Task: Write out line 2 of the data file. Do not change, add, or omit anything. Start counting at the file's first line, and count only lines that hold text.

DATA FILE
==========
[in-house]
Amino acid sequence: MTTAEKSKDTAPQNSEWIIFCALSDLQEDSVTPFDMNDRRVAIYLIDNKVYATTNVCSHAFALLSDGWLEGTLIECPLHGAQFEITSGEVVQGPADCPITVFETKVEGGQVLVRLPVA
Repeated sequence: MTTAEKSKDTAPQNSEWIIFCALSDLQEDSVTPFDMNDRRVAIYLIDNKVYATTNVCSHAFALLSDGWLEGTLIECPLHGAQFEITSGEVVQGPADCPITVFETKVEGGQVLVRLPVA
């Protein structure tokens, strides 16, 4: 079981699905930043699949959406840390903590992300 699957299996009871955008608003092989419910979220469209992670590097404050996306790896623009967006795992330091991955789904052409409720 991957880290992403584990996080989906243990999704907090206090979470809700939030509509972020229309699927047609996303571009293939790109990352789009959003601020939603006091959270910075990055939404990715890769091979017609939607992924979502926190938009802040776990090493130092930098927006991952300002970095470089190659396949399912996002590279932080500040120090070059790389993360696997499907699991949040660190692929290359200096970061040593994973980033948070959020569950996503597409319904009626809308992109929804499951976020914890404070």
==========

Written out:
Amino acid sequence: MTTAEKSKDTAPQNSEWIIFCALSDLQEDSVTPFDMNDRRVAIYLIDNKVYATTNVCSHAFALLSDGWLEGTLIECPLHGAQFEITSGEVVQGPADCPITVFETKVEGGQVLVRLPVA